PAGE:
The role of cellular metabolism in regulating cell proliferation and differentiation remains poorly understood. For example, most mammalian cells cannot proliferate without exogenous glutamine supplementation even though glutamine is a non-essential amino acid. Here we show that mouse embryonic stem (ES) cells grown under conditions that maintain naive pluripotency are capable of proliferation in the absence of exogenous glutamine. Despite this, ES cells consume high levels of exogenous glutamine when the metabolite is available. In comparison to more differentiated cells, naive ES cells utilize both glucose and glutamine catabolism to maintain a high level of intracellular α-ketoglutarate (αKG). Consequently, naive ES cells exhibit an elevated αKG to succinate ratio that promotes histone/DNA demethylation and maintains pluripotency. Direct manipulation of the intracellular αKG/succinate ratio is sufficient to regulate multiple chromatin modifications, including H3K27me3 and ten-eleven translocation (Tet)-dependent DNA demethylation, which contribute to the regulation of pluripotency-associated gene expression. In vitro, supplementation with cell-permeable αKG directly supports ES-cell self-renewal while cell-permeable succinate promotes differentiation. This work reveals that intracellular αKG/succinate levels can contribute to the maintenance of cellular identity and have a mechanistic role in the transcriptional and epigenetic state of stem cells.
|ROW1 maintains quiescent centre identity by confining WOX5 expression to specific cells.|
Zhang, Y; Jiao, Y; Liu, Z; Zhu, YX
Nature communications 6 6003 2015
The quiescent centre (QC) in the Arabidopsis root apical meristem is essential for stem cell organization. Here we show that the loss of REPRESSOR OF WUSCHEL1 (ROW1), a PHD domain-containing protein, leads to QC failure, defects in cell differentiation and ectopic expression of WUSCHEL-RELATED HOMEOBOX 5 (WOX5) in cells that normally express ROW1. The wox5-1/row1-3 double mutants show similar phenotypes to wox5-1 indicating that WOX5 is epistatic to ROW1. ROW1 specifically binds trimethylated histone H3 lysine 4 (H3K4me3) in the WOX5 promoter region to repress its transcription. QC expression of ROW1 results in a wox5-1-like phenotype with undetectable WOX5 transcripts. We propose that ROW1 is essential for QC maintenance and for stem cell niche development through the repression of WOX5 in the proximal meristem.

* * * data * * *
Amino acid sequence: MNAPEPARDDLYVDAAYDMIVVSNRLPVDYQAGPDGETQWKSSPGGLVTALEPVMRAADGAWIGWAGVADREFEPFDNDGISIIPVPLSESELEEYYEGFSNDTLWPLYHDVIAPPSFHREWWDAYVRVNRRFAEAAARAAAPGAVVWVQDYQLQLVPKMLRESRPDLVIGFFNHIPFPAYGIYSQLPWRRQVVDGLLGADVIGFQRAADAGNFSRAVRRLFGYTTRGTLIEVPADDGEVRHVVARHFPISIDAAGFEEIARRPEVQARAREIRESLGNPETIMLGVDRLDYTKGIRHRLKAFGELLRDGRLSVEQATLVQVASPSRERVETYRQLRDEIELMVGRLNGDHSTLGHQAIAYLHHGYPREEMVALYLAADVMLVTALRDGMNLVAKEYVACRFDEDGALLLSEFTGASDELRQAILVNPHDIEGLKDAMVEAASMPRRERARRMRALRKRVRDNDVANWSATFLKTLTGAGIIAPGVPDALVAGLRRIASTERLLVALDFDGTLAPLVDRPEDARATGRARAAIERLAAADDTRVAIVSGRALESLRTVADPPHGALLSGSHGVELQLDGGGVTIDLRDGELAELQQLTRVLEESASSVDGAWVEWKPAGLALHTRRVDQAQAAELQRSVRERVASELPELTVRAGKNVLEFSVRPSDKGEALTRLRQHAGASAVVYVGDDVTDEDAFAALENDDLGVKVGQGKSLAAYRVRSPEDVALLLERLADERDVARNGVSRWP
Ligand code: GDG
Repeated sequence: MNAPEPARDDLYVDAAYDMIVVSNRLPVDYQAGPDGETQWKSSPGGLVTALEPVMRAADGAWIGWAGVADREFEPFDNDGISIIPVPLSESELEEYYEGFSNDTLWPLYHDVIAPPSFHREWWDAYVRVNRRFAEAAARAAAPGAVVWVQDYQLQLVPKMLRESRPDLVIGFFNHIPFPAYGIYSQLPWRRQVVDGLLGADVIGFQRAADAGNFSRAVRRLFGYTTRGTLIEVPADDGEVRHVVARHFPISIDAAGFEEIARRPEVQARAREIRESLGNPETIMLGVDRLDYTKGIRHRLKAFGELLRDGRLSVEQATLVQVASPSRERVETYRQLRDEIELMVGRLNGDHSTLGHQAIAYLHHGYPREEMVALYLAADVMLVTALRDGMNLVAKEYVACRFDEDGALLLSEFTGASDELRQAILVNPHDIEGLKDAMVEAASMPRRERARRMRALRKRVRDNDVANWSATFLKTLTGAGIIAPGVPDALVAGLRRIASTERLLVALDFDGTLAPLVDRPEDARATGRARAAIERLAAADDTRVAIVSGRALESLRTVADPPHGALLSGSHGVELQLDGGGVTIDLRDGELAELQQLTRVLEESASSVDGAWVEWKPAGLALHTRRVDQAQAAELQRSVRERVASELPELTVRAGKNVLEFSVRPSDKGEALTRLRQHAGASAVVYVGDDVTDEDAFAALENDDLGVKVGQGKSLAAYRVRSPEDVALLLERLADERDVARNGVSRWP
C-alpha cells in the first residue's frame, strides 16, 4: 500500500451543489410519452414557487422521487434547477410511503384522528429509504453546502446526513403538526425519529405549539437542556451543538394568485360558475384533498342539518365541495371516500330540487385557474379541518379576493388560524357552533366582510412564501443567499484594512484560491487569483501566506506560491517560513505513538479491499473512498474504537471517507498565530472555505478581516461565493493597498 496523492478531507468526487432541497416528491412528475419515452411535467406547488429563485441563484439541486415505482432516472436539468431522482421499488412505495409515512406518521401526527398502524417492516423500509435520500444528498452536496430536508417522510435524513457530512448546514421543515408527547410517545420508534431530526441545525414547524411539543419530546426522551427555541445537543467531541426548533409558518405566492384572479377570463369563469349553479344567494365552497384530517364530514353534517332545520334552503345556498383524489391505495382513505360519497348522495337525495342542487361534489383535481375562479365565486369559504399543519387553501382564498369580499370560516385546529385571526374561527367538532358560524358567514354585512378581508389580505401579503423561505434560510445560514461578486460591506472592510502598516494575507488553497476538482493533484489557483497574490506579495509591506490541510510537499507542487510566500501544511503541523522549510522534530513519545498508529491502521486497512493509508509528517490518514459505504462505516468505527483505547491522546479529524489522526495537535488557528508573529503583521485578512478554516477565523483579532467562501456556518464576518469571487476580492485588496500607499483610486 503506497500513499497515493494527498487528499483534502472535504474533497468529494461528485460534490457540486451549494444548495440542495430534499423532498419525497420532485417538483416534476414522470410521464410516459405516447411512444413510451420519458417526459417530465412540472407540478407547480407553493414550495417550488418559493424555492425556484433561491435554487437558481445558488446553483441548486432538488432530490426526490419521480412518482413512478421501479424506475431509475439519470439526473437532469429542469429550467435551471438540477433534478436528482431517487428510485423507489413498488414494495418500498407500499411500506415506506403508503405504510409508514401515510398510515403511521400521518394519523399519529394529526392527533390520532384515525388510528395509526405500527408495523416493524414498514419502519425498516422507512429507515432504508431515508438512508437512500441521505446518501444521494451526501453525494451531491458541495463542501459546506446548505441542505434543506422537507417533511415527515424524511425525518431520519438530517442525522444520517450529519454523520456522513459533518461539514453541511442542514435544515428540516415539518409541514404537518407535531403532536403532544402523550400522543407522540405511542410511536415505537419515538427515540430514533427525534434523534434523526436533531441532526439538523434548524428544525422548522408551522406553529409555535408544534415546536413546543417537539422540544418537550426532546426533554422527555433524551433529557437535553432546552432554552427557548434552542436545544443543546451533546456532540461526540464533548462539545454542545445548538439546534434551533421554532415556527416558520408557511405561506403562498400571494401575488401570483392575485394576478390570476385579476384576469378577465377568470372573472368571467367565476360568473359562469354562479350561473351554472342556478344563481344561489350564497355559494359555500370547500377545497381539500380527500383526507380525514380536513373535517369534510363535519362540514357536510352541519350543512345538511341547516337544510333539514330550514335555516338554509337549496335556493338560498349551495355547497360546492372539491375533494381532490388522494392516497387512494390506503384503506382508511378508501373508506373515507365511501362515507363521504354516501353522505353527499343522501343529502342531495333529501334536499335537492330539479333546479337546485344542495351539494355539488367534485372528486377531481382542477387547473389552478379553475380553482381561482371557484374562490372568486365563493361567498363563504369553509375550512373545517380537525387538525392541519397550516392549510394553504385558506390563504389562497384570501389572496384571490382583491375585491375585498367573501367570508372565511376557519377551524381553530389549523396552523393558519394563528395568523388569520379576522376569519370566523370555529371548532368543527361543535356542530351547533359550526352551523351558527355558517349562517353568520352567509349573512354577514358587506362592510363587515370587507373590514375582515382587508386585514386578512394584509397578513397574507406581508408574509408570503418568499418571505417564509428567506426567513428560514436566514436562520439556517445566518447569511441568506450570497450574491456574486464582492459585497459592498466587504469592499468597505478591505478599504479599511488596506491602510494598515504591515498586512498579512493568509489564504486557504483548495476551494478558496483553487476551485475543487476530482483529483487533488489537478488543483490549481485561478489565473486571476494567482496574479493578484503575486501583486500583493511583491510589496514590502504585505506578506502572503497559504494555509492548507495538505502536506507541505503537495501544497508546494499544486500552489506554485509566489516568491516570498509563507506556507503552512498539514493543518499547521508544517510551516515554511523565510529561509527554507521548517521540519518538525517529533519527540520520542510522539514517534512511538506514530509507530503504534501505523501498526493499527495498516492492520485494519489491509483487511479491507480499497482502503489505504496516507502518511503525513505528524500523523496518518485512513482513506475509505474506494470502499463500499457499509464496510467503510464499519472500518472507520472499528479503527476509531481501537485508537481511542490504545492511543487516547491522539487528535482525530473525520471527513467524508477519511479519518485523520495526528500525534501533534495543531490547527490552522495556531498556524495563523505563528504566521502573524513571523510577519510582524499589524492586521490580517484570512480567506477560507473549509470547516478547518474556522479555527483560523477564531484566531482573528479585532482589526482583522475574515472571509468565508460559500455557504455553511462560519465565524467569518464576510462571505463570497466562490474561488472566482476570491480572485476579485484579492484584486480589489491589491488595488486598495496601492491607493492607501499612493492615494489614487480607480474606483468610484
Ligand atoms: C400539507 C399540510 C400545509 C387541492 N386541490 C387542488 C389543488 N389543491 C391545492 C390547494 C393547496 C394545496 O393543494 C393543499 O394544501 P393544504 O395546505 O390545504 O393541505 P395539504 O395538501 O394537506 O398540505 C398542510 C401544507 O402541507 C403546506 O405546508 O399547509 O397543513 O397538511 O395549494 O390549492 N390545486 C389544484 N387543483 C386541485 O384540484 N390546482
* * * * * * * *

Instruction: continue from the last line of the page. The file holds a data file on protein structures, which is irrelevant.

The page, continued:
|Integrative genomic analysis reveals widespread enhancer regulation by p53 in response to DNA damage.|
Younger, ST; Kenzelmann-Broz, D; Jung, H; Attardi, LD; Rinn, JL
Nucleic acids research 43 4447-62 2015
The tumor suppressor p53 has been studied extensively as a direct transcriptional activator of protein-coding genes. Recent studies, however, have shed light on novel regulatory functions of p53 within noncoding regions of the genome. Here, we use a systematic approach that integrates transcriptome-wide expression analysis, genome-wide p53 binding profiles and chromatin state maps to characterize the global regulatory roles of p53 in response to DNA damage. Notably, our approach identified conserved features of the p53 network in both human and mouse primary fibroblast models. In addition to known p53 targets, we identify many previously unappreciated mRNAs and long noncoding RNAs that are regulated by p53. Moreover, we find that p53 binding occurs predominantly within enhancers in both human and mouse model systems. The ability to modulate enhancer activity offers an additional layer of complexity to the p53 network and greatly expands the diversity of genomic elements directly regulated by p53.